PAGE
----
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Gartner predicts slowdown in PC sales

Research firm cuts 2nd-half growth outlook

Gartner has joined PC manufacturers and chip makers in projecting a weaker-than-expected second half for worldwide PC shipments in light of slower economic recovery in mature markets.

The research company downgraded its forecast for PC shipments during the second half, saying it will grow by 15.3 percent, which is around 2 percent lower than the previous forecast.

Consumer and business demand for PCs will remain strong and continue to grow, but at slower rates relative to earlier expectations, said Ranjit Atwal, research director at Gartner.

"Consumers buoyed the PC market in 2009 as businesses delayed their purchases. The slow pace of economic recovery and austerity measures in Europe have made PC suppliers very cautious in 2010," Atwal said in a press release.

The slowdown also comes from uncertainty in economic recovery in the US, Atwal said.

PC shipments slowed dramatically by the middle of 2009 due to the recession, but started gaining steam in the second half of last year, according to industry surveys. PC shipments hit higher-than-expected growth rates in the first two quarters of this year, according to Gartner.

PC shipments during the first and second quarters grew partly due to robust economic recovery in the EMEA (Europe, Middle East and Africa) regions, according to Gartner.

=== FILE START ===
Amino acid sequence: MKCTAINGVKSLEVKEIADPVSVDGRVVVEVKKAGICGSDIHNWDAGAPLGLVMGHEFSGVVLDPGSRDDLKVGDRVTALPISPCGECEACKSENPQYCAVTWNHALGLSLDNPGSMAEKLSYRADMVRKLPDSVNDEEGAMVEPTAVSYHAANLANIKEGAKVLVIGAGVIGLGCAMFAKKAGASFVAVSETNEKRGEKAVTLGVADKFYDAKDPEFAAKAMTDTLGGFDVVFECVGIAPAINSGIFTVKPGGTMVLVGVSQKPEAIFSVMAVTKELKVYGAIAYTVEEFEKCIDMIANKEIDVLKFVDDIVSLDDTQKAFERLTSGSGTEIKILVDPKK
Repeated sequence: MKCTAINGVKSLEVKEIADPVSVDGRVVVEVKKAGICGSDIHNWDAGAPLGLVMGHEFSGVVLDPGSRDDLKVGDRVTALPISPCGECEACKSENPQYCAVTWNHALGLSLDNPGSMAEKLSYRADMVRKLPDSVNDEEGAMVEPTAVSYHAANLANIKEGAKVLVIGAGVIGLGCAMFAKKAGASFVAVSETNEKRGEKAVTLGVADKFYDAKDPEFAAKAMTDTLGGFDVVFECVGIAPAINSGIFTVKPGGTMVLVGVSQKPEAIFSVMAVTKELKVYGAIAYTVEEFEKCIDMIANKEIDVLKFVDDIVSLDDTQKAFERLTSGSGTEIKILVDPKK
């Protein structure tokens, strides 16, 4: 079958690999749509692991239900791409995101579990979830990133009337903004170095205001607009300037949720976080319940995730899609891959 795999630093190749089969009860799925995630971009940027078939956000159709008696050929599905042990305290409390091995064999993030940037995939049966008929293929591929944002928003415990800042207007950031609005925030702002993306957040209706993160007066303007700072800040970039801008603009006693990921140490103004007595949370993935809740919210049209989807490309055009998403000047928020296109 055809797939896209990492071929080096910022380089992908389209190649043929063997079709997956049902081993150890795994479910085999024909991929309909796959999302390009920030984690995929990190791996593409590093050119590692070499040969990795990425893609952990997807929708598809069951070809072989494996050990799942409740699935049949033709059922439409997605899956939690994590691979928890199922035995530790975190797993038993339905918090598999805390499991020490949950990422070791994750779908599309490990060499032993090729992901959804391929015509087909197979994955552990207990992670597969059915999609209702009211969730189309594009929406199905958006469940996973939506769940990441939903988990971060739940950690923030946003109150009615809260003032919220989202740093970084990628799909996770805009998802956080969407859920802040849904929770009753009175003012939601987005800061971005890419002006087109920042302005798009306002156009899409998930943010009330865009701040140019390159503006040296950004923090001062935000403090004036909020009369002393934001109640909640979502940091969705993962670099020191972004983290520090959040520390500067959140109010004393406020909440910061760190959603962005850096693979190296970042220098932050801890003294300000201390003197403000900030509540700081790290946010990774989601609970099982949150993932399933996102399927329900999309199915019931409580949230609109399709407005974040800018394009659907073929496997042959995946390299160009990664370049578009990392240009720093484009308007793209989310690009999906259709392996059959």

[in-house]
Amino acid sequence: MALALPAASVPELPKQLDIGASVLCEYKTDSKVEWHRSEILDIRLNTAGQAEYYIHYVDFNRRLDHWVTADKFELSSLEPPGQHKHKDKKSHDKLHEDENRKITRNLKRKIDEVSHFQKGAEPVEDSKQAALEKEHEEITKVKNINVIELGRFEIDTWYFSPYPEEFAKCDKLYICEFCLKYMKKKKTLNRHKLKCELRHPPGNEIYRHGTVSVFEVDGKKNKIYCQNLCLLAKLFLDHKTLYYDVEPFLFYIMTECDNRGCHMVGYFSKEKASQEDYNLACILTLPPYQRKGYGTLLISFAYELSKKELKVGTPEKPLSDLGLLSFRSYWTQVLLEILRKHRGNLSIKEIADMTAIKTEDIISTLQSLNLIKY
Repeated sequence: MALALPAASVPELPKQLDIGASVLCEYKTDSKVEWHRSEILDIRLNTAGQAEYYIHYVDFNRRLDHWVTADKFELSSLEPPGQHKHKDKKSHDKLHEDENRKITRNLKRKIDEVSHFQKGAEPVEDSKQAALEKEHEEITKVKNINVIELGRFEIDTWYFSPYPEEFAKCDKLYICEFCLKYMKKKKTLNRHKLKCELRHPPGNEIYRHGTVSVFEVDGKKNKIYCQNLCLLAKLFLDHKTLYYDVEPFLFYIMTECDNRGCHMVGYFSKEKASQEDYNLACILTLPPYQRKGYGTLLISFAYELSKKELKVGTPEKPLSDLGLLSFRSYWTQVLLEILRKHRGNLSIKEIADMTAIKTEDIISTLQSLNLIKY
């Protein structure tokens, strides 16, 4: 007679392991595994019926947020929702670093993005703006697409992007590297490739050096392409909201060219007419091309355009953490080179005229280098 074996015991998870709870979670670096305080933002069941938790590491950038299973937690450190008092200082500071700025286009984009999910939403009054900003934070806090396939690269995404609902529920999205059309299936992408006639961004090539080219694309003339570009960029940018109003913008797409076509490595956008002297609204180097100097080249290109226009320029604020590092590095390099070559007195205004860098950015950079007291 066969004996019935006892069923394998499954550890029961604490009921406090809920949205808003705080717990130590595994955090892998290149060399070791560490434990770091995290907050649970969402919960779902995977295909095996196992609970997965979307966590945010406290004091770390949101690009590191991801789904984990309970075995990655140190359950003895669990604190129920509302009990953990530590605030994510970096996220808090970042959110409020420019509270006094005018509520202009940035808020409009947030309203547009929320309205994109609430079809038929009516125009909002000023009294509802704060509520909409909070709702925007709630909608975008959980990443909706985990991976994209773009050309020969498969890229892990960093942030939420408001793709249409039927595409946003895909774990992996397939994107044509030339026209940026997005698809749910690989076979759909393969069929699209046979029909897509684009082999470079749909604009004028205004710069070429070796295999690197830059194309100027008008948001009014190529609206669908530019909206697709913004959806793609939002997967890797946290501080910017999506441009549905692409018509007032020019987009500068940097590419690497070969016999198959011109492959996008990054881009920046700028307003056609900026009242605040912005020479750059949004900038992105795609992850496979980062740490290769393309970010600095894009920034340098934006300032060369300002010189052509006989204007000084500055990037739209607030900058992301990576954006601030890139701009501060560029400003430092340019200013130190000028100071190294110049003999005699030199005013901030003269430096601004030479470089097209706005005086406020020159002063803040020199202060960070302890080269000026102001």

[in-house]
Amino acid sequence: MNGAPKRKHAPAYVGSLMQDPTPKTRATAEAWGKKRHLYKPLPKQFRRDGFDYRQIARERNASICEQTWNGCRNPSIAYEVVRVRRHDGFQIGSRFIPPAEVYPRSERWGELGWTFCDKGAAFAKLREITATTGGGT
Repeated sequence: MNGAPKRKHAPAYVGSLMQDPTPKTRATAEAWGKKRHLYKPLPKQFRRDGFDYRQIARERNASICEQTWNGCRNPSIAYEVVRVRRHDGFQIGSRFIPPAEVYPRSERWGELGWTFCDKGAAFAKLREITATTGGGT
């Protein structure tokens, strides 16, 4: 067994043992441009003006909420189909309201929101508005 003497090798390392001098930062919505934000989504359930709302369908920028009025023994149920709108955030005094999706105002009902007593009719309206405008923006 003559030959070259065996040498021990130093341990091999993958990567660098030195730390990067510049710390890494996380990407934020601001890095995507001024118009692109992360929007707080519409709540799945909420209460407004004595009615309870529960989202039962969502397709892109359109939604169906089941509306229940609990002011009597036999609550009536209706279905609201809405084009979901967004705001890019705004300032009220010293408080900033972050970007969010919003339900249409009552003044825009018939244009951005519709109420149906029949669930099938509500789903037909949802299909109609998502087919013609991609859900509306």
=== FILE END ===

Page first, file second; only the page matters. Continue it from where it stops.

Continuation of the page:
PC and chip makers over the last month have projected a slowdown in consumer PC demand during the second half of the year. During an earnings call on Aug. 19, Dell's chief financial officer Brian Gladden said the company saw a weakening in demand for consumer PCs, but that he also expected the consumer business to gain steam during the holiday season in December.

Intel on Friday lowered its revenue forecast for the fiscal third quarter of 2010, citing lower-than-expected demand for consumer PCs in mature markets. Nvidia, which makes graphics cards that go into laptops and desktops, earlier this month said its second-quarter profitability was affected by higher memory prices and economic weakness in Europe and China, as consumers shifted to lower-priced graphics processing units and integrated graphics.


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